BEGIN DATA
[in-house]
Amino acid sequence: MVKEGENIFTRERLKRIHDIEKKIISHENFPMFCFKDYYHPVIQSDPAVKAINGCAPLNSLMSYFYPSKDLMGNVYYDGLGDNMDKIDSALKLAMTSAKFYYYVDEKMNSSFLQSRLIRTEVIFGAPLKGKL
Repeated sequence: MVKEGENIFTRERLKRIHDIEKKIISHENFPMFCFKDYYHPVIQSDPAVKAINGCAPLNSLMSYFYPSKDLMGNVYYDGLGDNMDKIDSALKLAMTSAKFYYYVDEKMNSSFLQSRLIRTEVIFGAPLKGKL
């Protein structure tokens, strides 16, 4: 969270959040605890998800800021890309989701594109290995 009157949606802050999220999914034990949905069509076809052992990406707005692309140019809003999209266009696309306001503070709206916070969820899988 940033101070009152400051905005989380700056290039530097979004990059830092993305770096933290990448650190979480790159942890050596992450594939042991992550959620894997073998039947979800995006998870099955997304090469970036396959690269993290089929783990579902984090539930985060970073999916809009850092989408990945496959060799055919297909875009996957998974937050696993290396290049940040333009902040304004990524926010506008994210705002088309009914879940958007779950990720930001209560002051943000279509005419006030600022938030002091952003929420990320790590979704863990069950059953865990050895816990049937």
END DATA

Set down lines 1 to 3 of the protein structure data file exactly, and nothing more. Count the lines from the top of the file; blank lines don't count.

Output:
[in-house]
Amino acid sequence: MVKEGENIFTRERLKRIHDIEKKIISHENFPMFCFKDYYHPVIQSDPAVKAINGCAPLNSLMSYFYPSKDLMGNVYYDGLGDNMDKIDSALKLAMTSAKFYYYVDEKMNSSFLQSRLIRTEVIFGAPLKGKL
Repeated sequence: MVKEGENIFTRERLKRIHDIEKKIISHENFPMFCFKDYYHPVIQSDPAVKAINGCAPLNSLMSYFYPSKDLMGNVYYDGLGDNMDKIDSALKLAMTSAKFYYYVDEKMNSSFLQSRLIRTEVIFGAPLKGKL